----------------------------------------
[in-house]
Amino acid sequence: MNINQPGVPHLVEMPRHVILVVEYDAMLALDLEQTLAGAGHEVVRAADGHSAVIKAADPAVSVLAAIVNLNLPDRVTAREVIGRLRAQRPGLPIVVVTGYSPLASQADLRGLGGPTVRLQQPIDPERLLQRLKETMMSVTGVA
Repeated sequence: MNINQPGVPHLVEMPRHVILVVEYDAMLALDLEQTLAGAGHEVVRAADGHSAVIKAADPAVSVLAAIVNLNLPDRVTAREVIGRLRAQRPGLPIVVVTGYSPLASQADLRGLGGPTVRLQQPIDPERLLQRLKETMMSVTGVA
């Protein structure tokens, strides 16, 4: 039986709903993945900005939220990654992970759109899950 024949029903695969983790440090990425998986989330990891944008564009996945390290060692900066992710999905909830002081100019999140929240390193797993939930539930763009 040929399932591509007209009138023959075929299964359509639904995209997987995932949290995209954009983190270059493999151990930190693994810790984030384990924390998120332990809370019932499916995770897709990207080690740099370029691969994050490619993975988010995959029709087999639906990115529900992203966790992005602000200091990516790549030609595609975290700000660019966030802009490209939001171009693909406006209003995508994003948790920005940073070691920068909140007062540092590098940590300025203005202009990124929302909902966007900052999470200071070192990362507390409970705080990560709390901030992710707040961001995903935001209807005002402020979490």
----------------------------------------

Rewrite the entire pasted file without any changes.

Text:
[in-house]
Amino acid sequence: MNINQPGVPHLVEMPRHVILVVEYDAMLALDLEQTLAGAGHEVVRAADGHSAVIKAADPAVSVLAAIVNLNLPDRVTAREVIGRLRAQRPGLPIVVVTGYSPLASQADLRGLGGPTVRLQQPIDPERLLQRLKETMMSVTGVA
Repeated sequence: MNINQPGVPHLVEMPRHVILVVEYDAMLALDLEQTLAGAGHEVVRAADGHSAVIKAADPAVSVLAAIVNLNLPDRVTAREVIGRLRAQRPGLPIVVVTGYSPLASQADLRGLGGPTVRLQQPIDPERLLQRLKETMMSVTGVA
């Protein structure tokens, strides 16, 4: 039986709903993945900005939220990654992970759109899950 024949029903695969983790440090990425998986989330990891944008564009996945390290060692900066992710999905909830002081100019999140929240390193797993939930539930763009 040929399932591509007209009138023959075929299964359509639904995209997987995932949290995209954009983190270059493999151990930190693994810790984030384990924390998120332990809370019932499916995770897709990207080690740099370029691969994050490619993975988010995959029709087999639906990115529900992203966790992005602000200091990516790549030609595609975290700000660019966030802009490209939001171009693909406006209003995508994003948790920005940073070691920068909140007062540092590098940590300025203005202009990124929302909902966007900052999470200071070192990362507390409970705080990560709390901030992710707040961001995903935001209807005002402020979490």